All the Bells Under the Sea—Sarah Jackson

One day
all the bells under the sea 
began to ring. 
In Ys and Lyonesse, 
in Dunwich, at Monkey Point,
and Termoli. 
was at last located. 

I stood on the shore at Boscastle
with a hundred others and heard 
their lost bell
chiming over the waves 
in luminous, unfolding rings. 
A fisherman said 
he’d gone out to find it, to look down 
and see the great shape swinging
in the shifting blue dark.
But the din drove him back,
as if cowered in a steeple
that shining sound 
shaking him to pieces.

Lakes, lochs, reservoirs, rivers
joined the chorus.
Bala, Bled, Neagh, Kitezh, 
Valverde, Tryweryn, Curon.

Sunken villages called to us
with sweet iron voices 
on silt beaches, bridges, broken jettys 
watching slate waters glitter, 
searching their rolling song
for a drowned meaning.

The peals paused, their changes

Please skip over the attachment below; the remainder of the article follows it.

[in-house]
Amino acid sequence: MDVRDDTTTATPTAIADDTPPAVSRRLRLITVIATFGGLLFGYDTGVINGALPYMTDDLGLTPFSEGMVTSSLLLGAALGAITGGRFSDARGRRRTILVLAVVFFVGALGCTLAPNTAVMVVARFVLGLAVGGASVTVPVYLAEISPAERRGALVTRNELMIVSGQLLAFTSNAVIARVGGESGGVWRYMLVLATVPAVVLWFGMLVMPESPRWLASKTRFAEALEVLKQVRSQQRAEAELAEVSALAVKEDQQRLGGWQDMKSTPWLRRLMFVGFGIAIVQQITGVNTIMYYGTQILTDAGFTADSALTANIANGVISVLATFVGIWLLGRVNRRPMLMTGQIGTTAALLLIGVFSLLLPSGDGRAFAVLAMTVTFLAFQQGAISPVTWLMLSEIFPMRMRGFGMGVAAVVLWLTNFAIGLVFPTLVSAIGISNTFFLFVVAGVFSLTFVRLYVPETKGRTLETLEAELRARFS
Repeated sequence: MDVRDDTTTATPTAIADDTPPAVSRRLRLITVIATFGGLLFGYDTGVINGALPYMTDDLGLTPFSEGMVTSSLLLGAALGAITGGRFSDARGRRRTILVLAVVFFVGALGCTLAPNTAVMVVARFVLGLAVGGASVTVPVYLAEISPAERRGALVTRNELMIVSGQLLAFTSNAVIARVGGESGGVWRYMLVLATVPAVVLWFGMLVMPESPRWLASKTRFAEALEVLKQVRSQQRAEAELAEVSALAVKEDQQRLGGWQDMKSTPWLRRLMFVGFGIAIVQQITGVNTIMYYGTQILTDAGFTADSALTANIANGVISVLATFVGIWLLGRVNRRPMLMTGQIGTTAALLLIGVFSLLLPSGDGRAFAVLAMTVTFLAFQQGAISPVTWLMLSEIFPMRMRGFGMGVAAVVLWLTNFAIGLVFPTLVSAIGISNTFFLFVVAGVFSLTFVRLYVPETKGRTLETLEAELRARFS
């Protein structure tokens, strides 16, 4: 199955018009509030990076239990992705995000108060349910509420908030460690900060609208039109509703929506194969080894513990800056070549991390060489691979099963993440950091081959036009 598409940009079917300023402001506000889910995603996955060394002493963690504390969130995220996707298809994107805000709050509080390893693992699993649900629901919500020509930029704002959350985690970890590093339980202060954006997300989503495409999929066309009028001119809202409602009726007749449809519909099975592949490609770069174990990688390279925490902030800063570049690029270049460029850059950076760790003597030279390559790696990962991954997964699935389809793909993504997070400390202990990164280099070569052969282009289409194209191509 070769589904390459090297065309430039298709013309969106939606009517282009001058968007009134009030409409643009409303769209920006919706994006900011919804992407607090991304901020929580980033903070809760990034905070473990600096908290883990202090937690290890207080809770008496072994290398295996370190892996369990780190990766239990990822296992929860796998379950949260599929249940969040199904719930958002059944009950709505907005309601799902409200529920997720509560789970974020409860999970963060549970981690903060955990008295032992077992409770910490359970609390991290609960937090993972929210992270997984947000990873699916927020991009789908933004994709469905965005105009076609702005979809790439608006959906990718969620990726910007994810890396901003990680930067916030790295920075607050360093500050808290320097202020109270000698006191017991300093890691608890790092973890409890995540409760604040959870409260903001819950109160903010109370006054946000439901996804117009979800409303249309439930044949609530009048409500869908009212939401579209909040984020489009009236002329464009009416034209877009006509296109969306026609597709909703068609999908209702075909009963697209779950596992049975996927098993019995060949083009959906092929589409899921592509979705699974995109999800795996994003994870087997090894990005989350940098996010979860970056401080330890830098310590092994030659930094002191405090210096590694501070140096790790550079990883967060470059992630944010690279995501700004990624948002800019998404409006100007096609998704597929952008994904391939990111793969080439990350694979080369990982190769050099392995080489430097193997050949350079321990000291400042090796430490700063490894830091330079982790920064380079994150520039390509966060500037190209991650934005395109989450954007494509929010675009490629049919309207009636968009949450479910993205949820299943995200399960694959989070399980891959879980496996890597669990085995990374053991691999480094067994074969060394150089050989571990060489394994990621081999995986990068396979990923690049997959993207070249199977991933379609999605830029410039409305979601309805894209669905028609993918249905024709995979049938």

dissolving in the salt sky
and for a moment 
the ocean whispered
before a single strike 
rose like a cry 
from all the bells under the water. 
Ceased, and tolled again, 
halted and called.

The same awful note shook
our piers and sea walls, 
stilled ports and bristling harbours
until the sun set, 
and the knell – as we came to call it – 
fell silent.

Sarah Jackson writes gently unsettling stories and poems. Her short fiction has been published by Ghost Orchid Press, Wyldblood Magazine, and Tales From Between. She’s a member of SFWA and Codex, and co-editor of The Fantastic Other magazine. She lives in east London UK and has a green tricycle called Ivy. Her website is and you can find her on Mastodon as

photo by Andres Lamartine and Marcos Paulo Prado (via unsplash)